In a Science magazine article released March 8, 2013, researchers provide a more detailed and accurate look at climate change from the most recent ice age to the present. The authors claim that today’s global temperature is warmer than 90% of the time since the last ice age, and that it is warming at a rate that is unprecedented for at least the past 11,000 years. This is essentially a new, longer and more detailed hockey stick diagram, and it is generating a lot of interest.
The authors, Shaun Marcott, Jeremy Shakun, Peter Clark, and Alan Mix, used various proxy data from 73 sites around the world to develop a new record of the Earth’s average surface temperature over the last 11,000 years. The authors examined the variability of temperature, and the pace at which global temperatures have changed. They found ~0.6°C of gradual warming over thousands of years, from the early Holocene (11,300 yr B.P.) to 9500, when temperatures stabilized and remained warm until 5500 yr B.P. After this period of warm climate, there followed a long-term 0.7°C cooling from 5500 to ~100 yr BP, which includes the “Little Ice Age.” Over just the last 100 years there was a sharp increase in global temperature. The authors state, “Global temperature, therefore, has risen from near the coldest to the warmest levels of the Holocene within the past century, reversing the long-term cooling trend that began ~5000 yr B.P. “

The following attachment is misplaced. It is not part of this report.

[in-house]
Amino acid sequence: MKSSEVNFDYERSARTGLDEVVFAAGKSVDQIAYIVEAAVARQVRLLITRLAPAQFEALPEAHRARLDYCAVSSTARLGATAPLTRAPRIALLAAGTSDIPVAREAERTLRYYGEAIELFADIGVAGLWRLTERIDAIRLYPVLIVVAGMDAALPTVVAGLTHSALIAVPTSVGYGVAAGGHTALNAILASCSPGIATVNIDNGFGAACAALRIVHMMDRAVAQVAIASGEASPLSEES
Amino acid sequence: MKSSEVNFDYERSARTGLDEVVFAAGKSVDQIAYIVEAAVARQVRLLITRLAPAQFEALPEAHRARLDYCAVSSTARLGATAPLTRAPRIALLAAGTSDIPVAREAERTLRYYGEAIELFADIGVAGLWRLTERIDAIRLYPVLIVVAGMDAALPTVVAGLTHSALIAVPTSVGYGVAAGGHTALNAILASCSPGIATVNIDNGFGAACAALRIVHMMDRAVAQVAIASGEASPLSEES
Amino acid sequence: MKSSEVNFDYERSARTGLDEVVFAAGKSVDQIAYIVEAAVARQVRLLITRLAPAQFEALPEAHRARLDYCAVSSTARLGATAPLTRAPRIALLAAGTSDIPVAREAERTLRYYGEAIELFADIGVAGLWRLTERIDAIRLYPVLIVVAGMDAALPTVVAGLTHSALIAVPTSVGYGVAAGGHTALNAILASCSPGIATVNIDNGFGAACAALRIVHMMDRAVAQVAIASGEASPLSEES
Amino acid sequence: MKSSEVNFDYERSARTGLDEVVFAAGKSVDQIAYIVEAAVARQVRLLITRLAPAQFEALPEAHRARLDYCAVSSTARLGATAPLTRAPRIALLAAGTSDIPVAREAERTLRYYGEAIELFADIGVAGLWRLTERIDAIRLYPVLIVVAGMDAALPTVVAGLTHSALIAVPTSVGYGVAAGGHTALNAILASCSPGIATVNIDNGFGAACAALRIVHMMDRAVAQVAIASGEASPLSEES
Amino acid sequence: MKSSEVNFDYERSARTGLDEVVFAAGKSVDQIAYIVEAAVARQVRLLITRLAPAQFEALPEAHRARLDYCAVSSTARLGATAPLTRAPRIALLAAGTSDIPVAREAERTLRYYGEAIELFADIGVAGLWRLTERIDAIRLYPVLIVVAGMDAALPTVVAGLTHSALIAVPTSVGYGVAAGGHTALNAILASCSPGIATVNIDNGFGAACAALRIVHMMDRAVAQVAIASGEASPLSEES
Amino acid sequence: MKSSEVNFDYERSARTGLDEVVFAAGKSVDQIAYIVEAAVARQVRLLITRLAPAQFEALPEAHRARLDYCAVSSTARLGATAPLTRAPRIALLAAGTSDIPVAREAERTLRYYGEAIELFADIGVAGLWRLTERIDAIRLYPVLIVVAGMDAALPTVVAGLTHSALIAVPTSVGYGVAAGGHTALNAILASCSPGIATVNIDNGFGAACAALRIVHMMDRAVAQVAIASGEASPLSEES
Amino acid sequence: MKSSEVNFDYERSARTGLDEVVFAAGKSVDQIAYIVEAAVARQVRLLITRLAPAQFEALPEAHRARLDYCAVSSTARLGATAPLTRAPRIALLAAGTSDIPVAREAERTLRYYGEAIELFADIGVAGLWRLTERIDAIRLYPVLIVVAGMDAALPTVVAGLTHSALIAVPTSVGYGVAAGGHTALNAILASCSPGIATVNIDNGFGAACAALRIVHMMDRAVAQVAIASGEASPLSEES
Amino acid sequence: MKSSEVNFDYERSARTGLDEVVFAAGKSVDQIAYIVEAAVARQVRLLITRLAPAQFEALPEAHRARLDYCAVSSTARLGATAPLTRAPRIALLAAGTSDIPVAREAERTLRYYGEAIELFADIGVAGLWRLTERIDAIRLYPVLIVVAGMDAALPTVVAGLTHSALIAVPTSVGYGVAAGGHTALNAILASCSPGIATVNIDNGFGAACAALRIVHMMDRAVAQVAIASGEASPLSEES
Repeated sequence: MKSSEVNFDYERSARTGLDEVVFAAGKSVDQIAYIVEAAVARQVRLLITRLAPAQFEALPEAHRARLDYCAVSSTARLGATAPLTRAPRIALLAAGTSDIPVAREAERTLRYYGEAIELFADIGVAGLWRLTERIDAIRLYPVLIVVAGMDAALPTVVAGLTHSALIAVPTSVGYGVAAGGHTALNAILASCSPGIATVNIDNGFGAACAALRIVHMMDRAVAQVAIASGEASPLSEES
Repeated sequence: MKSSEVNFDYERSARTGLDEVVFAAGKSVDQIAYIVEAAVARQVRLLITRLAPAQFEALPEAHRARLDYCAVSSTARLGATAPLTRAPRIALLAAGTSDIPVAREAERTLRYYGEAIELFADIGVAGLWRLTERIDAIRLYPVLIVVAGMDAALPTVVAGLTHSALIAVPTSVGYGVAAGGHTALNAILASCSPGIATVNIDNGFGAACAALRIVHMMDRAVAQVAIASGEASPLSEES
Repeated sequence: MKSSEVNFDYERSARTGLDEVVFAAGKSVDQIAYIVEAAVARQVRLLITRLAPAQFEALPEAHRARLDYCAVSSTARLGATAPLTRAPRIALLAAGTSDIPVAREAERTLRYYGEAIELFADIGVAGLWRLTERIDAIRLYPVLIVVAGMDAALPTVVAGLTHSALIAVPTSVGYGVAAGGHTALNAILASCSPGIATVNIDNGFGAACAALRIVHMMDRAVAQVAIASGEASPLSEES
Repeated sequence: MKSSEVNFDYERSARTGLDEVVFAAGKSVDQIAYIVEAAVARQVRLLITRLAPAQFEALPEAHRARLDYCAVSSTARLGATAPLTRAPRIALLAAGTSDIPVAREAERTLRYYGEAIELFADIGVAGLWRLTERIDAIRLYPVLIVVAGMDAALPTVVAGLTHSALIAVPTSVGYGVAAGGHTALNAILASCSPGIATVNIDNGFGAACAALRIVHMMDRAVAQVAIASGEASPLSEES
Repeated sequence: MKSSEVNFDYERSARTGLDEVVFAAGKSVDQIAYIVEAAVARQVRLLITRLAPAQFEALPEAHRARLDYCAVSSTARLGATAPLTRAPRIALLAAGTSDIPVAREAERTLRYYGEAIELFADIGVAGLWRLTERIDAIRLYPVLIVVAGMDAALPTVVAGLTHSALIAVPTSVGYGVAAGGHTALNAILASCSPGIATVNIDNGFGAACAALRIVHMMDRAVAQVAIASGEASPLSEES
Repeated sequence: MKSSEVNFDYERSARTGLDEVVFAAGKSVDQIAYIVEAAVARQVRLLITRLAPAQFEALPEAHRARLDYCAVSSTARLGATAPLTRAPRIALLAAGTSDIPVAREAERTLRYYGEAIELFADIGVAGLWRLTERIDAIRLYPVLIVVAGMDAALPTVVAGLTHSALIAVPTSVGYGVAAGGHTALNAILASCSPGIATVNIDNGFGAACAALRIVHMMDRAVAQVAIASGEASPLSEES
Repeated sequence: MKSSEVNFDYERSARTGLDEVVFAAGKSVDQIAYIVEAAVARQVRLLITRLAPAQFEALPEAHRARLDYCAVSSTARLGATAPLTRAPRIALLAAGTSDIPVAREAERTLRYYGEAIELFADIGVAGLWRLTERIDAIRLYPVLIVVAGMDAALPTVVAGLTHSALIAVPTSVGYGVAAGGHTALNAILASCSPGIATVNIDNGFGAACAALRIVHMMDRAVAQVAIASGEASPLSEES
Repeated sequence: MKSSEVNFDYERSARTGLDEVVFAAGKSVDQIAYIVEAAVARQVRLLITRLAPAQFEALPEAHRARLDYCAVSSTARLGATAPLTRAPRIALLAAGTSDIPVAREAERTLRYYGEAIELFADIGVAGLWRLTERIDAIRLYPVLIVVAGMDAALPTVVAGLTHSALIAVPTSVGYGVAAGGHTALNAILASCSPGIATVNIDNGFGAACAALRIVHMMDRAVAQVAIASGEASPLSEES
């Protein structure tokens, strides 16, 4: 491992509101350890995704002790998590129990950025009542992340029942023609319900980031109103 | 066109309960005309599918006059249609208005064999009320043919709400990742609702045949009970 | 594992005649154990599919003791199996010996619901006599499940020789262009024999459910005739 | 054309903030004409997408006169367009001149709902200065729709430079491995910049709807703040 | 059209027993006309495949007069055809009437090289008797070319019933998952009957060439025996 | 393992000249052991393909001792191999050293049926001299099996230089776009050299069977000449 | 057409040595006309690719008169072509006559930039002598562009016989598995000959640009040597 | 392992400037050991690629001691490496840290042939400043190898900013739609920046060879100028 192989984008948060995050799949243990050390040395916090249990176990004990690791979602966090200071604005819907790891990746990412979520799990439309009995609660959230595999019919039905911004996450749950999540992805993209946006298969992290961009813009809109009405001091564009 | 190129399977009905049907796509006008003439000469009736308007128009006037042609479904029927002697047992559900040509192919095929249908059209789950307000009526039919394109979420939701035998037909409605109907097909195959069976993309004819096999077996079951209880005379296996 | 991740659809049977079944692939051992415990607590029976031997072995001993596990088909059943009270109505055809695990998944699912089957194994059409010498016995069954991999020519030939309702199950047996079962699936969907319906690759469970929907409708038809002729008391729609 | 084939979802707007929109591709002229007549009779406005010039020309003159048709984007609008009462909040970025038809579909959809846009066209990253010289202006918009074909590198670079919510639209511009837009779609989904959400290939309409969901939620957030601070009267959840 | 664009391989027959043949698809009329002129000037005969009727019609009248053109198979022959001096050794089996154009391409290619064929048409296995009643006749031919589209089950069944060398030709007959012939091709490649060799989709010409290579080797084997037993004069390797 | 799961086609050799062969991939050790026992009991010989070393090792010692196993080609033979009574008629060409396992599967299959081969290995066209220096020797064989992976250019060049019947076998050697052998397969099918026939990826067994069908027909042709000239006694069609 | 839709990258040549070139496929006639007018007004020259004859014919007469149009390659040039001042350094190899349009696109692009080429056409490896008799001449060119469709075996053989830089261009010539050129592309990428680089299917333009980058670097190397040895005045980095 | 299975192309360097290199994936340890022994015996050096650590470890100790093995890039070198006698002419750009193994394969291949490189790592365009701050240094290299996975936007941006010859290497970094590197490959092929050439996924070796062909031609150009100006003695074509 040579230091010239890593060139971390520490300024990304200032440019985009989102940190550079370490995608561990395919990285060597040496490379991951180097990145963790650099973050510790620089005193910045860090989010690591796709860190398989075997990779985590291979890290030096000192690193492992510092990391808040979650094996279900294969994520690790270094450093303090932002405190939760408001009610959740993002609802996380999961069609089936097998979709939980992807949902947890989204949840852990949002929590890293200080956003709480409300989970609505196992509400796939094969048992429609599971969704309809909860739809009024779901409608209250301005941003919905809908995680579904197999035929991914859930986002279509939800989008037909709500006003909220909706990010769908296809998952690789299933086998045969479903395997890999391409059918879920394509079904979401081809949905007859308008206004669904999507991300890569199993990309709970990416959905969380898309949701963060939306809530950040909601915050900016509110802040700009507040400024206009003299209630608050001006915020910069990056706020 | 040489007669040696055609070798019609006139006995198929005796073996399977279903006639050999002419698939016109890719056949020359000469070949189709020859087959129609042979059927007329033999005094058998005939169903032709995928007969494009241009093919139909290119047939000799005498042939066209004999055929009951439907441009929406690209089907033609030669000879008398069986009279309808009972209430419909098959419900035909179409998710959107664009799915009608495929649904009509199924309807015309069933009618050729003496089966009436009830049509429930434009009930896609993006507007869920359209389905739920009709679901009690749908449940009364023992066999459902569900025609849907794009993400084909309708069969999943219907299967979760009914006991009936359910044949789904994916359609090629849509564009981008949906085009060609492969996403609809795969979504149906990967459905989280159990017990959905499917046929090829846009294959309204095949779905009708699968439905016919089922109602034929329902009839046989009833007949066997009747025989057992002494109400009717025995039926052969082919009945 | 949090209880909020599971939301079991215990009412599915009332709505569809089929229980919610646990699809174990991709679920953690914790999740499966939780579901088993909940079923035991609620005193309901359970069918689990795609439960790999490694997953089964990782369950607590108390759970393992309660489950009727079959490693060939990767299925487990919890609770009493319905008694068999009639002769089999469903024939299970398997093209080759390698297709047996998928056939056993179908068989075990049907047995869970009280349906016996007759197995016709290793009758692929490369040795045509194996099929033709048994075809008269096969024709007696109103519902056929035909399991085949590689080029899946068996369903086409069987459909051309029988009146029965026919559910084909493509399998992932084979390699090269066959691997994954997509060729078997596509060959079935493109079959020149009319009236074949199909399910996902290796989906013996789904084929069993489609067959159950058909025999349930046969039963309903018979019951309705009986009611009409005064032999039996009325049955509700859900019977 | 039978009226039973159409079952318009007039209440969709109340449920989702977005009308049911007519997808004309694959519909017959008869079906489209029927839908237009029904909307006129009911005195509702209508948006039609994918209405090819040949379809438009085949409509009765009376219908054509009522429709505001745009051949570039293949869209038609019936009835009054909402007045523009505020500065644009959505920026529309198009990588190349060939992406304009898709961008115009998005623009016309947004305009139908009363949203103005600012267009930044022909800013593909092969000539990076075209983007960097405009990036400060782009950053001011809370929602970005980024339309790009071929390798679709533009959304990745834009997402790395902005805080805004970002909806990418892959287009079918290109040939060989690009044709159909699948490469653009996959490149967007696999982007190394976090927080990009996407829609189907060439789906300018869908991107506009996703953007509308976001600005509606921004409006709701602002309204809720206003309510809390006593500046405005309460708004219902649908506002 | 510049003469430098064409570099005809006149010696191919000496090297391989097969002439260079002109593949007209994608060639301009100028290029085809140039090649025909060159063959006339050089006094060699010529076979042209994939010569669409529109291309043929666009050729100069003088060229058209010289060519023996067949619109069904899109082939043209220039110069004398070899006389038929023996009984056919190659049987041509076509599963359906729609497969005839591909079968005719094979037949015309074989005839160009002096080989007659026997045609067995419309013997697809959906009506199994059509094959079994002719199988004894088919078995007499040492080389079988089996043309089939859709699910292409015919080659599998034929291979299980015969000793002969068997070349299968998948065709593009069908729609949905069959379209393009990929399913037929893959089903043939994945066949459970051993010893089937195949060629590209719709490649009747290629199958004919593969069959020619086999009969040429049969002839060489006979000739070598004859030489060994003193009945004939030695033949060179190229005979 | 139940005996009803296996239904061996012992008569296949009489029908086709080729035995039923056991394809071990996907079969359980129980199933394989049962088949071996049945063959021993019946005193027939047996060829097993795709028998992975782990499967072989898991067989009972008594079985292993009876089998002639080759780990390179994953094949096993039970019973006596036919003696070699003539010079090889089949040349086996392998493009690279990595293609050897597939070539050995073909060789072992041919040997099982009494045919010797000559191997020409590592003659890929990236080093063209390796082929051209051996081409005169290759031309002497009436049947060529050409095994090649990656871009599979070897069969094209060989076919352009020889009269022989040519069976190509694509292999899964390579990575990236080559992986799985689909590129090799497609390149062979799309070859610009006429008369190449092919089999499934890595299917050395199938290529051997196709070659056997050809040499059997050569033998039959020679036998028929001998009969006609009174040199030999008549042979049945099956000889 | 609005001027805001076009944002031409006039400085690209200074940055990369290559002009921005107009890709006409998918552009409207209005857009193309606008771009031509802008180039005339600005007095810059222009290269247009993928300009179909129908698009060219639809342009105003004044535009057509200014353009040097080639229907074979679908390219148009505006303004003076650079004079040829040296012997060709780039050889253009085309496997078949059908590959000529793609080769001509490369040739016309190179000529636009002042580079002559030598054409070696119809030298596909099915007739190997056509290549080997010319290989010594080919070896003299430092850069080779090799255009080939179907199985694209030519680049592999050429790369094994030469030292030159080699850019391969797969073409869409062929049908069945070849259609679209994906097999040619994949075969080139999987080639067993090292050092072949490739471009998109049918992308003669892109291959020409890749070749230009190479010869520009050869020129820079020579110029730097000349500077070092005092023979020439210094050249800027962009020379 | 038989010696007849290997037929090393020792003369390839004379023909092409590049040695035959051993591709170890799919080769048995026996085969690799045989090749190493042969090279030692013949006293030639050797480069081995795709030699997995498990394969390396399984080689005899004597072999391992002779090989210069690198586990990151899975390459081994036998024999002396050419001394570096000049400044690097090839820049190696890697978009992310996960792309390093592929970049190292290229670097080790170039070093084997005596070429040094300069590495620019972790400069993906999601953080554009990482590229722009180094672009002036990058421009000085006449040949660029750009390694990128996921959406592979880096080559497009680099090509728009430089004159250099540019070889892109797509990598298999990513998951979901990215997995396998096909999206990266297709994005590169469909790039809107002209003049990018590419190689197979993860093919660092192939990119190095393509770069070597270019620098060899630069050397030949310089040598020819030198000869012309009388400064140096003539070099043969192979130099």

The data show that the world has indeed been warmer than at present. However, they state that pace of the warming trend we are now experiencing is incredibly fast. The paper also discusses some of the reasons for the climate variability of the past (changes in the amount of sunlight hitting Earth, volcanic activity, etc.).
A popular article about this work, including a very interesting interview with Shakun, can be read in the NY Times, at
And an article and interview which was featured on NPR are posted at
The original scientific article and an Editor’s Summary is at